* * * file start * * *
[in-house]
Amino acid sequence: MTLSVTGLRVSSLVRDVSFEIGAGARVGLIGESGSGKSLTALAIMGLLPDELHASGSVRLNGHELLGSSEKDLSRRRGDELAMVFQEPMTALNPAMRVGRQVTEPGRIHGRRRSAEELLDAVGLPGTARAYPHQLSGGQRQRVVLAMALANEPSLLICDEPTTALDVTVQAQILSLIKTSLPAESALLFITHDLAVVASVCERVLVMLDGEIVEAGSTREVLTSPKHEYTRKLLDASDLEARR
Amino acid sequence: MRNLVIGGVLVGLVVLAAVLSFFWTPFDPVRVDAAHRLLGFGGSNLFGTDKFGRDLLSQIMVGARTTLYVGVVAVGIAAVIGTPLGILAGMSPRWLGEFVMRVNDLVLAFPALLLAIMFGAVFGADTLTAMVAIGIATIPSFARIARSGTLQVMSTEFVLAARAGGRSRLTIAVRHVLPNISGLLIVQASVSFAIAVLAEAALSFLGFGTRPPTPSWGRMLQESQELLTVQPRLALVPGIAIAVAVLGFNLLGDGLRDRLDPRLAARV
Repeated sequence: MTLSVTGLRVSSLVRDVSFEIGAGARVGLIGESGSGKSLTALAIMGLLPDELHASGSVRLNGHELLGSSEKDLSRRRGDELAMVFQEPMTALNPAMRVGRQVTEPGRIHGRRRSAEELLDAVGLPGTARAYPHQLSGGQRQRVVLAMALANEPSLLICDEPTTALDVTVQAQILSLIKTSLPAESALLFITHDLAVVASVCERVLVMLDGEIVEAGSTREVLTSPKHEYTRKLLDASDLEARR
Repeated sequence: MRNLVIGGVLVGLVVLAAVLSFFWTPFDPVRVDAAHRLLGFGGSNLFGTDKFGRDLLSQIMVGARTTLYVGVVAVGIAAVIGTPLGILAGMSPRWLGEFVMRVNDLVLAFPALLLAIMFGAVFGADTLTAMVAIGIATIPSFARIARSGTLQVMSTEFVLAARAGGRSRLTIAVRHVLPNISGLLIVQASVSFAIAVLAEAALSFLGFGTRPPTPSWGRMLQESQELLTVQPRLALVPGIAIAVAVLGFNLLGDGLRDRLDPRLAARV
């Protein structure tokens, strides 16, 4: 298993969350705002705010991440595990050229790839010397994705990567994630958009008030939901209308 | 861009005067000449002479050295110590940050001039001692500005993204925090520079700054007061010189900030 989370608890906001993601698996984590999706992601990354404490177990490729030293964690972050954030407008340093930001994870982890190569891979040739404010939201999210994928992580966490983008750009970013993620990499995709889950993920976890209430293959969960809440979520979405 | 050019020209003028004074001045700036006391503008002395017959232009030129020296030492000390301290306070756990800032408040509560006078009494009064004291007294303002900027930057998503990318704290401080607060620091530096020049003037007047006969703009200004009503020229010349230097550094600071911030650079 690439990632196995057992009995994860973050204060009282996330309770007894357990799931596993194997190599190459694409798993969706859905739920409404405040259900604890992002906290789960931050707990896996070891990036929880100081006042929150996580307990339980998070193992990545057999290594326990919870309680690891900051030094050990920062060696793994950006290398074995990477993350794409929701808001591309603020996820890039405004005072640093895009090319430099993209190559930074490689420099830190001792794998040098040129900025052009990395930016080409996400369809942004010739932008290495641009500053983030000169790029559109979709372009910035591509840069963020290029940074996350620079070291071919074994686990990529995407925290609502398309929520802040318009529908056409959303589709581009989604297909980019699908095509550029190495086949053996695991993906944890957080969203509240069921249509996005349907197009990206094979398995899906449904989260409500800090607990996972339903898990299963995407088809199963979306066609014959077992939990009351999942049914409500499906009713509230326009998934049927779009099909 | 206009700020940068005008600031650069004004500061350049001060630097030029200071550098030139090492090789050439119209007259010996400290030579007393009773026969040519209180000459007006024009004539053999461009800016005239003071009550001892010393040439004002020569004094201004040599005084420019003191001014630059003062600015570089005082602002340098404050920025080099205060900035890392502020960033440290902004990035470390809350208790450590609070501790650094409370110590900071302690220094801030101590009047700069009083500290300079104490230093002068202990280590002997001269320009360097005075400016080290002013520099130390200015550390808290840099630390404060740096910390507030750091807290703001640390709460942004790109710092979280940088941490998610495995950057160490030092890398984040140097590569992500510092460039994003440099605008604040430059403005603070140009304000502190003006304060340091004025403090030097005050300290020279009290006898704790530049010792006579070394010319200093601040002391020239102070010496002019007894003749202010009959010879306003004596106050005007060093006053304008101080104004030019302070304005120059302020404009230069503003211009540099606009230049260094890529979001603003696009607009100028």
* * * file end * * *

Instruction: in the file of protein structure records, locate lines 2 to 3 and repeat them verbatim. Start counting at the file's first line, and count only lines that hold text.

Amino acid sequence: MTLSVTGLRVSSLVRDVSFEIGAGARVGLIGESGSGKSLTALAIMGLLPDELHASGSVRLNGHELLGSSEKDLSRRRGDELAMVFQEPMTALNPAMRVGRQVTEPGRIHGRRRSAEELLDAVGLPGTARAYPHQLSGGQRQRVVLAMALANEPSLLICDEPTTALDVTVQAQILSLIKTSLPAESALLFITHDLAVVASVCERVLVMLDGEIVEAGSTREVLTSPKHEYTRKLLDASDLEARR
Amino acid sequence: MRNLVIGGVLVGLVVLAAVLSFFWTPFDPVRVDAAHRLLGFGGSNLFGTDKFGRDLLSQIMVGARTTLYVGVVAVGIAAVIGTPLGILAGMSPRWLGEFVMRVNDLVLAFPALLLAIMFGAVFGADTLTAMVAIGIATIPSFARIARSGTLQVMSTEFVLAARAGGRSRLTIAVRHVLPNISGLLIVQASVSFAIAVLAEAALSFLGFGTRPPTPSWGRMLQESQELLTVQPRLALVPGIAIAVAVLGFNLLGDGLRDRLDPRLAARV